No one could understand my prayer. Later, my friend who spoke a little English said she didn’t know what I was saying because I was crying so hard. And when I finished and looked up everyone was laughing at me. They thought my crying was hysterical. Everyone, that is, but the man on the mattress on the floor. His eyes were glistening. Through the different cultures, through the different languages, this man knew that something greater than him and something greater than me transpired in that room.

As we walked back to our shack on the beach, my friend wiped laughing tears from her eyes. She was still laughing about this peculiar white woman and her peculiar prayer and her peculiar crying. But as we walked home, a woman walked up to us and grabbed my hand and started pulling me. As she pulled she explained to my friend that she wanted me to pray and cry for her grandmother who was very sick. My friend was indignant. “No!” she said. This was not right that I should do this crazy thing again. But the woman was insistent. After a somewhat catty exchange of words I didn’t understand, my friend relented and we went to the woman’s house. There I met, prayed and cried for the grandmother.

That day I prayed for multiple people…all people who I believe were desperate for some affection and mercy, all people who had been written off as hopeless. They were scared, they were starving for love, and they were looking for hope. After that day, I was asked many times to visit people and pray for them.

The culture says this is not important. Jesus says, “Everyone is priceless in my eyes. I will shine my light in the darkness. Even the gates of hell cannot stand against my love.”

Whatever the eternal outcomes are of that day, I heard this message: The gospel is greater than any obstacle. It is greater than my fear. It is greater than my language ability. There is always a way to show Jesus’ love and mercy. Language and culture cannot stop it.

When I returned to that village a year later, the uncle I prayed for met me at the door…walking. There is nothing God cannot do. Nothing.

Keeping it Real


My husband recently challenged me regarding the tagline under “Colette is Alive.” It used to say “living, loving and enjoying life in Southeast Asia.” He asked, “Do you really enjoy life in Southeast Asia?” At first I was offended that he would think that I would lie in my tag line. “Of course I enjoy life here, don’t you?” I answered. I felt pretty proud of myself because I’m an optimistic person…a Pollyana really.  I wouldn’t change our lives. I wouldn’t change living here and sharing Jesus in this place. But the question nagged at me. Like sand in your swimsuit, I felt uncomfortable with the question and its implications.

What was it about his question that wouldn’t release me? I thought about it all day. I felt trapped by it. I talked to Jesus. “Lord, do I not enjoy life here? Am I deceiving myself?” And little by little I awakened to the fact that it’s not that the statement isn’t true. It’s that I was putting forth an image of myself…to bring attention to to my “sacrifice” of living here. I was seeking to make myself look together and successful. Many people find it difficult to live here. I was shouting, “I don’t! I’m really good at living here! Look at me, I ENJOY living here! Aren’t I something special?” Humbling realization to say the least.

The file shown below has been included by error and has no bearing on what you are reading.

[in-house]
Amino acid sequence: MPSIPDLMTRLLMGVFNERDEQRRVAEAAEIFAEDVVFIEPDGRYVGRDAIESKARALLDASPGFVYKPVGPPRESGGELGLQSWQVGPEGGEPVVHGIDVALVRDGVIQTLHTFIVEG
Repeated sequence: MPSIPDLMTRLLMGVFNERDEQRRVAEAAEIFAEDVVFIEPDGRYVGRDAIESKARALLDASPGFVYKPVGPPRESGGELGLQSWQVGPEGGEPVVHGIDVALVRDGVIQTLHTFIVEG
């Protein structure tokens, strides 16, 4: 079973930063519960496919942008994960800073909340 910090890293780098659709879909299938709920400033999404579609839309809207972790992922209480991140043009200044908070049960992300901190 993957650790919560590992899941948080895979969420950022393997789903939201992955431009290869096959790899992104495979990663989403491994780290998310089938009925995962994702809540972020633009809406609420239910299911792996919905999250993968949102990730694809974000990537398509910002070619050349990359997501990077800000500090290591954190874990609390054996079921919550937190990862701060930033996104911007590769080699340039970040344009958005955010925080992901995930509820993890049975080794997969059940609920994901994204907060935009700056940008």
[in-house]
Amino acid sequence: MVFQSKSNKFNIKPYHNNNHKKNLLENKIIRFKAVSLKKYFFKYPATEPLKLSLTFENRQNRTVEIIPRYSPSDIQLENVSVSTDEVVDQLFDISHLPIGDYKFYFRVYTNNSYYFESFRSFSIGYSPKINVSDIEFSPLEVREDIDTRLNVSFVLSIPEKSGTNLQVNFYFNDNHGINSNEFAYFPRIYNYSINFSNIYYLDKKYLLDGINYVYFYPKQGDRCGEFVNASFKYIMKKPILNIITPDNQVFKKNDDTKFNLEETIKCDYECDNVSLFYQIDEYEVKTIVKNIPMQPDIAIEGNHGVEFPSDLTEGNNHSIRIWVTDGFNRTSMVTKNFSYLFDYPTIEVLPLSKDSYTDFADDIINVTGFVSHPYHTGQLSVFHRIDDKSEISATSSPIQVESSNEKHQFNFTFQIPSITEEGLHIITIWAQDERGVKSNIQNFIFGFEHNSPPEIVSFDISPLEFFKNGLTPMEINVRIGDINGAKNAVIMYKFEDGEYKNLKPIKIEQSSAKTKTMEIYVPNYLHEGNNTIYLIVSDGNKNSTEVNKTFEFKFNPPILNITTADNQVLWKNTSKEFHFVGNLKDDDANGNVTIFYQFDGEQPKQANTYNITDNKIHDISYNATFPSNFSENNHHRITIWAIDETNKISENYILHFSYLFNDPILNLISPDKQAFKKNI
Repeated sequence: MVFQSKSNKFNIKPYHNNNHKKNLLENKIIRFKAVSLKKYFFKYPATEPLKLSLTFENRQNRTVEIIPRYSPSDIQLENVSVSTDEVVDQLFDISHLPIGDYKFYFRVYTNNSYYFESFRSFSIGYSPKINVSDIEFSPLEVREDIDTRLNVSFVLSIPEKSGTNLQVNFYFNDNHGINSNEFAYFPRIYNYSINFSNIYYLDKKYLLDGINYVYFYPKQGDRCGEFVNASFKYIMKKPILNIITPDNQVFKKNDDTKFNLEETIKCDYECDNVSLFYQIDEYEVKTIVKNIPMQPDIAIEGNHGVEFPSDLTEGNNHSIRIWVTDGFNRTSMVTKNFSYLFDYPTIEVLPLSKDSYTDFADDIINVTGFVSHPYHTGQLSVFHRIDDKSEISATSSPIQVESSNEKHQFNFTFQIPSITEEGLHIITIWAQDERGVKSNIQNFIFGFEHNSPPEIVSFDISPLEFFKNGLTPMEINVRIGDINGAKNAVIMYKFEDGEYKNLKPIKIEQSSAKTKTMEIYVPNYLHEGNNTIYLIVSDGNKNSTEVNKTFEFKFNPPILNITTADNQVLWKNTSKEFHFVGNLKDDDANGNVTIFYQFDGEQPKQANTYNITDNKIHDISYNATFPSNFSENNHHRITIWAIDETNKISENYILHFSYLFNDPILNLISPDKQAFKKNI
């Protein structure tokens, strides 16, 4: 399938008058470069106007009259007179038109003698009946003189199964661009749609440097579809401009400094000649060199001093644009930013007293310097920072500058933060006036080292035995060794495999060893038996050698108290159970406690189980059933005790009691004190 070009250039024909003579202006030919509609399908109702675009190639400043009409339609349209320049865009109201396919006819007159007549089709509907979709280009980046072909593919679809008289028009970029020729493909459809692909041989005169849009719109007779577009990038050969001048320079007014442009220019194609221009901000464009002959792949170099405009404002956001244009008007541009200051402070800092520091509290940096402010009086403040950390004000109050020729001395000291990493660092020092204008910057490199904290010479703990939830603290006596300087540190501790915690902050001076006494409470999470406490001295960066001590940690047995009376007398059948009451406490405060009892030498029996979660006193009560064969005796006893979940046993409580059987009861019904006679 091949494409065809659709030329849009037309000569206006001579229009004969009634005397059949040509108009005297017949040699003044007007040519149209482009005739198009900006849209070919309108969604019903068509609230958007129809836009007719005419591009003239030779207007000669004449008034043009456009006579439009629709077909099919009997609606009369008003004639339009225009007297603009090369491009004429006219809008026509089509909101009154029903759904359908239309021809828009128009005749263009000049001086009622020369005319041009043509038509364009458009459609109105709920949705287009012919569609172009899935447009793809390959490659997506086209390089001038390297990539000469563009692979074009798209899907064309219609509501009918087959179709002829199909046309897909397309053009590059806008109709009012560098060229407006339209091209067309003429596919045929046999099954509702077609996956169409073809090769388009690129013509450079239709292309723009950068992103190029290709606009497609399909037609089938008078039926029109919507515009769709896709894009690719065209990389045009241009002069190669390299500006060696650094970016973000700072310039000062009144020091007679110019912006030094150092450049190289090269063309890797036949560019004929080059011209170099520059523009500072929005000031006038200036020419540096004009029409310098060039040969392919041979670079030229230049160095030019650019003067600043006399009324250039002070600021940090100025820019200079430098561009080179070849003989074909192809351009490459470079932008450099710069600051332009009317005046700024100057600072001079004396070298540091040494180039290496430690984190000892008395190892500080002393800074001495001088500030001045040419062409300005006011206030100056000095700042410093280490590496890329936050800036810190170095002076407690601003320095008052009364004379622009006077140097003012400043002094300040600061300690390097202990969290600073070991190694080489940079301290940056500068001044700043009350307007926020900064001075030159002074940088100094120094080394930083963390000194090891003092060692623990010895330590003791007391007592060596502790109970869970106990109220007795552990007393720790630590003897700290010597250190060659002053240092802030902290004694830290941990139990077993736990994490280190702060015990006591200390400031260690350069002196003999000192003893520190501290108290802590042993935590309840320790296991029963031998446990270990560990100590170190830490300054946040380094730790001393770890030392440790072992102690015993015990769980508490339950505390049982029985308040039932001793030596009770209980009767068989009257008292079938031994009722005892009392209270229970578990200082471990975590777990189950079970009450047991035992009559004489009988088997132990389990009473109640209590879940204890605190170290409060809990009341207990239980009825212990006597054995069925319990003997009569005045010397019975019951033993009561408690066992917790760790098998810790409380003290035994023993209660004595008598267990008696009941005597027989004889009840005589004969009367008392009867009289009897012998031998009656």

This may seem trivial, but I share this to make a point. Writing blogs is in itself a self-centered occupation. We share our thoughts, opinions and beliefs with the world. Whether anyone reads them or cares about them is beside the point. It is time spent in self-revelation. That is not in and of itself a bad thing. It’s just the reality of the business. To be sure, blogging can be a narrow precipice with a cliff of self-exaltation on one side and a cliff of not speaking truth for fear of self-centeredness on the other. But I think I know a way to stay grounded. I need to share my story. But I can speak truth without making my life seem more than it is. I can inspire without creating a utopian life in written form that may or may not mirror reality. I don’t want this blog to be about me and for me. If it is then it will be a complete waste of time…my time and your time. My life has to be about sharing my story of following Jesus if it’s going to amount to anything. If I want any kind of joy or peace or purpose, my life has to glorify and honor Jesus. I need to tell my story, sure. But may it be about what it looks like to bring attention to Jesus. May it be about what it looks like when a wife and mother of teenagers chases Jesus. Do middle-aged women risk everything to follow Jesus? Yes, they do! I know a bunch of them personally and I want to be one of them.

Don’t worry, I’m not going to preach in every post. We’re gonna have fun too. I just needed this reminder this week.

So here’s to keeping it real. I commit to keeping the stories about Jesus and how we follow Him…the good, the bad and the ugly. Life is a lovely risk but sometimes we must go through some ugly parts to reach the loveliness. I commit to share not just the loveliness but also the ugly process so we can all reach the goal of glorifying and praising Jesus. That’s the happy ending I’m striving for.